Today, MiningWatch Canada, along with sixteen Brazilian and international organizations, submitted a demand (attached to this post) to eliminate Vale from the UN Global Compact, following the deadly Brumadinho mine collapse.
The joint press release reads as follows:
An international group of civil society organizations submitted today a request for the exclusion of the Brazilian mining company Vale from the United Nations Global Compact, the largest network for corporate social responsibility in the world.
In light of the collapse of another iron ore waste tailings dam, this time in Brumadinho (Minas Gerais State), which has taken, up until now, the lives of 165 people, left 160 missing and 138 homeless, the organizations claim that Vale has violated the Global Compact’s principles on human, labour and environmental rights, by not carrying out adequate risk assessment, not taking the necessary measures for prevention and mitigation and by failing to adopt measures of non-repetition after the 2015 collapse of the Mariana dam.
“The Brumadinho disaster shows that favouring profit over safety has been Vale’s standard operating procedure.” The institutions claim in the allegation that, “It took another lethal dam collapse with unmeasurable human suffering and environmental destruction for Vale to announce a long due decision to decommission high-risk ‘upstream dams’ that are built with obsolete and unsafe technology.”
The allegation says that Vale deployed extensive political and financial resources to resist legal accountability for the first disaster. It further claims that the company adopted a discourse of commitment to the highest levels of corporate social responsibility, but has failed to review its business model, its procedures and its policies in order to prevent further catastrophes.
“Such a method of doing business is in conflict with the principles and the spirit of the Global Compact,” the institutions said. “Vale must bear the consequences for its failure to prevent such an outrageous disaster from happening just three years after the Mariana dam burst.”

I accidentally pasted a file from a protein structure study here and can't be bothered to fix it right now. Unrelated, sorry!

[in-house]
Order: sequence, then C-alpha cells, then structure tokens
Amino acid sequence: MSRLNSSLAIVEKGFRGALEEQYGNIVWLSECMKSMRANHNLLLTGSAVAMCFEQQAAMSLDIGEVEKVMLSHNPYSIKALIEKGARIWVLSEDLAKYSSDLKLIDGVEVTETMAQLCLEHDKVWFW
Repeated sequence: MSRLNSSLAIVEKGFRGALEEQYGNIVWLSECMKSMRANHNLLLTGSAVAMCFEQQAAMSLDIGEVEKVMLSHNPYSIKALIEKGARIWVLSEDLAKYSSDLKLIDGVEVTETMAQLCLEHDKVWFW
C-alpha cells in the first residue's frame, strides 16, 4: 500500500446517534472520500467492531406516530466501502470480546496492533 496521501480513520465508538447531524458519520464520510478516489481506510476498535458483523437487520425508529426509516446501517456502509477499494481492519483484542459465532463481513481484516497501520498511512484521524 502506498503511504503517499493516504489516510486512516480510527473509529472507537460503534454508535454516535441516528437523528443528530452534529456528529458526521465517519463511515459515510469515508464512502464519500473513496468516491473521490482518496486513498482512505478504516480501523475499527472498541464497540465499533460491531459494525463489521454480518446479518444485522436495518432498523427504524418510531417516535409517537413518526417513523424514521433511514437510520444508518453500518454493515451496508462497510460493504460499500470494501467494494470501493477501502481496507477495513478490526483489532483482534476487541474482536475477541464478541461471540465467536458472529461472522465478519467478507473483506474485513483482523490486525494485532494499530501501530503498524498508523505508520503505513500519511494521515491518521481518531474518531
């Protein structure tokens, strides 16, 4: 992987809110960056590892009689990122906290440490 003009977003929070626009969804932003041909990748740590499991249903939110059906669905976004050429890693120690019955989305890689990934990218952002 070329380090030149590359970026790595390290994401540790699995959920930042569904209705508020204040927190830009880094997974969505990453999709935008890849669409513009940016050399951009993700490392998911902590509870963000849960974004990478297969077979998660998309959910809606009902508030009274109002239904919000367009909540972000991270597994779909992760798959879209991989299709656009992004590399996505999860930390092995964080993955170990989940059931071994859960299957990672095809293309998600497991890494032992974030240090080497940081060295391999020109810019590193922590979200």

In the document, institutions call for Vale’s delisting from the Global Compact and the company to submit regular reports on measures being adopted to remediate environmental damage of both the Brumadinho dam Mariana dam bursts, the latter of 2015. They also call upon the Board of Directors of the UN Global Compact to require that Vale demonstrate its commitment to change its corporate culture, policies and procedures, through concerted actions that would make it a company that truly respects human and environmental rights.
The allegation is signed by: Asociación Ambiente y Sociedad, Business and Human Rights Resource Centre, Clínica de Direitos Humanos da UFMG, Conectas Direitos Humanos, DAR (Derechos, Ambiente y Recursos Naturales), Defesa dos Territórios Frente à Mineração, DPLF (Due Process of Law Foundation), FARN (Fundación Ambiente y Recursos Naturales), FIDH (International Federation for Human Rights), FUNDEPS (Fundación para el desarrollo de políticas sustentables), Global Justice Clinic of the New York University, Greenpeace Brasil, Justiça Global, MAB (Movimento dos Atingidos por Barragens), Articulação Internacional dos Atingidos e Atingidas pela Vale, MiningWatch Canada, PODER (Project on Organizing, Development, Education, and Research), SOMO (Centre for Research on Multinational Corporations).
About the UN Global Compact
Launched in 2000, the UN Global Compact was an initiative of the then UN Secretary-General, Kofi Annan with the aim of encouraging the worldwide business community to adopt corporate practices guided by principles of human, labour and environmental rights and fight against corruption. Over thirteen thousand signatories working in more than 160 countries participate in the Global Compact. Companies commit to ten principles and to provide information on their activities through periodic reports.
- Leonardo de Medeiros, Communications, Conectas ([email protected].org)